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Published on December 16, 2009 asked its writers what they would do with 2 weeks to spend in Southeast Asia.

Two weeks in spectacular, exotic Southeast Asia is an exciting prospect. While you can’t see everything, there are still myriad rich and varied experiences on offer. The following itinerary features a mix of personal favourites and as-yet-unvisited must-see destinations.

Thai island-hop

I’d begin in the country that popularised tourism in Southeast Asia – and stole my heart as a first-time visitor in 2002. It’s fitting the fictional backpacker idyll The Beach was set in Thailand, as some of my favorite white-sand stretches are located here. Each has its own distinct personality, so I’d visit a couple of them.

I’ve had my fill of unruly Full Moon Party. But I adore Koh Phangan’s secluded northeast coast – particularly gorgeous Thong Nai Pan Noi. This stunning semi-circular cove hoards a little slice of paradise, with pristine water, powdery sands, funky bungalows, and a laid-back vibe. Spending a few days here is like drinking a magical feel-good tonic.

I’d then hop further south to Phuket for a sunset meal at The Rockfish (, overlooking tranquil Kamala Beach on the island’s west coast. Owner Richard gives friendly prices to familiar faces – and is usually happy to recount the time Kate Moss staggered in drunk with 20 mates and demanded steak off-menu – then had two bites and left the rest.

Check in with Cambodia

Call me “Mister Ego” if you like, but I once worked a stint at The Phnom Penh Post, so I’d stop by to see if the weekend lifestyle magazine I created – 7Days – was still going.

Plus, Cambodia finds itself at an intriguing juncture – historically, culturally, socially and politically. For budding amateur sociologists (like myself), just being there and talking to people offers endless fascination. It’s like Thailand must have been back in the 1970s: experiencing rapid change and discovering the baubles of globalisation, while the fascinating rites and superstitions of its traditional culture cling on for dear life. I’d take a tuk-tuk tour to survey civic developments and see if Phnom Penh was still airy and low-rise.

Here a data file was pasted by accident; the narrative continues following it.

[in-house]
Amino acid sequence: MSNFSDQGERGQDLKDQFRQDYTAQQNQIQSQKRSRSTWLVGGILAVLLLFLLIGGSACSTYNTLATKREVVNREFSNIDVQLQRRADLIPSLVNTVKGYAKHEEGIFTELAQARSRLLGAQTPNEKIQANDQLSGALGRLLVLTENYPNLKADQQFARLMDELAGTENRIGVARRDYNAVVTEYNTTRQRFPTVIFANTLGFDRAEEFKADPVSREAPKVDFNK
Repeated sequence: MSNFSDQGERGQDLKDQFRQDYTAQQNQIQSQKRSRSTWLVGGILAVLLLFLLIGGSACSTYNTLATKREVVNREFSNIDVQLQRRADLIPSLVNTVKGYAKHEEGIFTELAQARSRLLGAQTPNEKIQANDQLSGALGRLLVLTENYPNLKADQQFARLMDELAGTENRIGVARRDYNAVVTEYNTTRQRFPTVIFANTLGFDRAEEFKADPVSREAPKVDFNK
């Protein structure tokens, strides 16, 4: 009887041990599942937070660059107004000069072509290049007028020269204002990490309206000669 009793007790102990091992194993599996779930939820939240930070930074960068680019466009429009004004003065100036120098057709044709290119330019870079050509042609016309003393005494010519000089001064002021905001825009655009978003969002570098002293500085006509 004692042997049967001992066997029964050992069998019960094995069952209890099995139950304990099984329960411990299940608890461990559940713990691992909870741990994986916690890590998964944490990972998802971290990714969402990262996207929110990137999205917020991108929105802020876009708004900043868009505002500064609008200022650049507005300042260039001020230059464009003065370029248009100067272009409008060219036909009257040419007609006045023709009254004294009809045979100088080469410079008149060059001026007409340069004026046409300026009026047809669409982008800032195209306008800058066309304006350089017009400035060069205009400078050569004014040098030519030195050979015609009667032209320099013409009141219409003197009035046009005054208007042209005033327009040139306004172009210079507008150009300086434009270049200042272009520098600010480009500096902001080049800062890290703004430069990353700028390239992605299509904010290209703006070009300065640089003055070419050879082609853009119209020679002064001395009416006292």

Unless travelling with companions who’d never visited Siem Reap, I’d skip the sprawling UNESCO World Heritage site surrounding majestic Angkor Wat. (You can only visit the same temples so many times in one lifetime, no matter how amazing they are.)

Checkout consumer paradise

Having traded colonial backwater status for today’s hi-tech metropolis, the region’s “economic tiger”, will always be the priciest destination on any Southeast Asia itinerary. But it’s worth splashing out on Singapore.

The city-state gets a bad rap for being uptight – but I’ve found just the opposite during nights out in the clubs and bars around Clarke Quay. There’s an undeniable buzz to the city-state’s cosmopolitan nightlife. I fuzzily recall an especially fun night out at Clinic, a unique hospital-themed joint, where you can suck spirits from drip bags, sip from test tubes and spin about in the provided wheelchairs.

I’d also be interested to drop by Southeast Asia’s first branch of Universal Studios, if only for the novelty value. It’s about to open on Sentosa – an island-based theme park off southern Singapore, which is served by a vertiginous cable car and hosts the annual ZoukOut Music Festival.

Somewhere new

I’ve lived in Southeast Asia for almost a decade – but I still haven’t seen enough of the region. Here’s a rundown of destinations that remain on my wish-list:

Luang Prabang, Laos: I’ve heard the picturesque former royal capital (and UNESCO World Heritage site) makes for a romantic getaway, with a sleepy charm that’s reportedly stirring as more tourists arrive.

The Philippines (various): As a city-lover, I want to experience a thriller in teeming Manila. Off the beaten path, the party island Boracay sounds fun– as does swimming with whale sharks off Donsol.

Bali, Indonesia: I’ve been kneaded into submission by its famed massage techniques numerous times, but have never visited the source – known as one of the most visitor-friendly islands in the region. It’s high-time I did.

Hanoi, Vietnam: Reputedly one of the most beautiful colonial Indochinese cities, offering charm, friendliness and fat French baguettes!

No stranger to creating or updating travel guides, British writer Joel Quenby has been exploring and writing about Southeast Asia for almost a decade.